In this movie, we meet an entirely new group of people who manage to raise the spirit of another dead and pissed off warlock. Trying to repair their strained marriage, Sonny (Lee Grober) and Mary Anne (Kim Kopf) have moved to Massachusetts and have purchased a house that’s existed since colonial times. Sonny and Mary Anne celebrate their first night in the house by getting covered in chocolate. That’s one way to fix a marriage, I guess.
They soon meet their pushy new neighbors, Mitch (David Wells) and Gayle (Anthoni Stewart). Mitch is so helpful that he even takes it upon himself to try to fix a leaky pipe in the basement. However, when Mitch busts a hole in the wall, it not only leads to the basement getting flooded by a strange red light but Mitch also ends up possessed by the spirit of the warlock who previously owned the property.
Other than the presence of a dead warlock and all of the usual softcore sex scenes (which, in the 90s, were pretty much a mainstay of any direct-to-video horror film franchise), there’s nothing in Witchcraft VIII to really link it to any of the previous Witchcraft films. (I did read that the house in Witchcraft VIII also appears in one of the other films but I’m too lazy and too sick of the Witchcraft films to go back and look for it.) There’s no Will Spanner and no Detectives Lutz or Garner. Instead, the entire film owes more to the Amityville franchise than the previous Witchcrafts. Apparently, when the film went into production, it wasn’t even intended to be a Witchcraft film but instead, it was added to the franchise after filming was completed.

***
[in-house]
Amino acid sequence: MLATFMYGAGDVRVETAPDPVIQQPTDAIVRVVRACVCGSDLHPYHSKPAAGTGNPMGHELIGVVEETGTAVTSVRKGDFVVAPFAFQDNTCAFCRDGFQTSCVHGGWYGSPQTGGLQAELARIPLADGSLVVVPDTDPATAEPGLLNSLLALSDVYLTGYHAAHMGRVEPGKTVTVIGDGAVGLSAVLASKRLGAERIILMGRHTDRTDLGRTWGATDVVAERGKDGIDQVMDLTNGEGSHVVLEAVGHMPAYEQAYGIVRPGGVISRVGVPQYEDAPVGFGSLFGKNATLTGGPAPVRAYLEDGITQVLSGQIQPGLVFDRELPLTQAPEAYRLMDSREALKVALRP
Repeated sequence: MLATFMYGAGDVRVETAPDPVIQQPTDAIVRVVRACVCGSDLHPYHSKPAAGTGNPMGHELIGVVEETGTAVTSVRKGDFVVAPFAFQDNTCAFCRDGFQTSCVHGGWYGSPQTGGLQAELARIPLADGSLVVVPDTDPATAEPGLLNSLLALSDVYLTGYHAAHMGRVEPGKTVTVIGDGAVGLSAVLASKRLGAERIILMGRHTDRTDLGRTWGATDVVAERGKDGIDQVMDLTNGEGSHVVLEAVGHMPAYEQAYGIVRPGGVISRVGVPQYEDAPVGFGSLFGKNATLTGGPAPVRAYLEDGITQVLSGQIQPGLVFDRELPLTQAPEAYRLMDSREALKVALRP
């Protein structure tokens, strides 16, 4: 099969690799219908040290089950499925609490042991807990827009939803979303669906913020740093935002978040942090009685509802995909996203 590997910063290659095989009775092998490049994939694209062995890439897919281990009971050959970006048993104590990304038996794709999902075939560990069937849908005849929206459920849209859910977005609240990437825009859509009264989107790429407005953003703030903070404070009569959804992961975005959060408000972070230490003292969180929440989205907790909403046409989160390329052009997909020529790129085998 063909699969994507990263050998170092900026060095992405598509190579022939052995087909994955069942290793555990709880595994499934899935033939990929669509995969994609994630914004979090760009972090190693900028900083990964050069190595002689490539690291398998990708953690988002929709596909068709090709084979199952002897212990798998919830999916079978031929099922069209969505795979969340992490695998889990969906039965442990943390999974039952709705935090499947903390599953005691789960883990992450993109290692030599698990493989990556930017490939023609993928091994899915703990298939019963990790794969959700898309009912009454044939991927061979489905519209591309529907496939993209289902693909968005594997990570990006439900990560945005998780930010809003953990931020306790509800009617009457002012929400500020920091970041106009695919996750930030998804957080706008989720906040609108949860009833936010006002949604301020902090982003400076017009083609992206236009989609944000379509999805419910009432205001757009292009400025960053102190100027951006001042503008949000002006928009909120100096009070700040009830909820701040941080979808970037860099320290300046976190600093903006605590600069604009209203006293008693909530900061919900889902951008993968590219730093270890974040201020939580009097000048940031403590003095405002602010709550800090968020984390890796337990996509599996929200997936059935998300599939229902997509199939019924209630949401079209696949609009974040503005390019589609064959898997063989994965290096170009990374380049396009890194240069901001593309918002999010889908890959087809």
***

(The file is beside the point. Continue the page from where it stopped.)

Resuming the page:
With all that in mind, Witchcraft VIII is not that bad, especially as far as low-budget, direct-to-video horror is concerned. It doesn’t waste any time getting the action started and the actors actually do the best that they can with the material they’ve been given. The dead warlock is played Jack van Landingham, who comes across as if he’s auditioning for a role in a pirate film, which is exactly the right approach to take when you’re appearing in a film like this. Even the terrible special effects are more likely to inspire nostalgia than contempt. Witchcraft VIII is dumb fun, even if it doesn’t include Will Spanner. In fact, it’s nice to watch people deal with a warlock without having to listen to Will complaining all the time.
Financially, Witchcraft VIII failed to do as well as the previous Witchcraft films, which led to the end of plans to continue the franchise with a series of stand-alone films. Instead, despite being dead, Will Spanner would return for Witchcraft IX.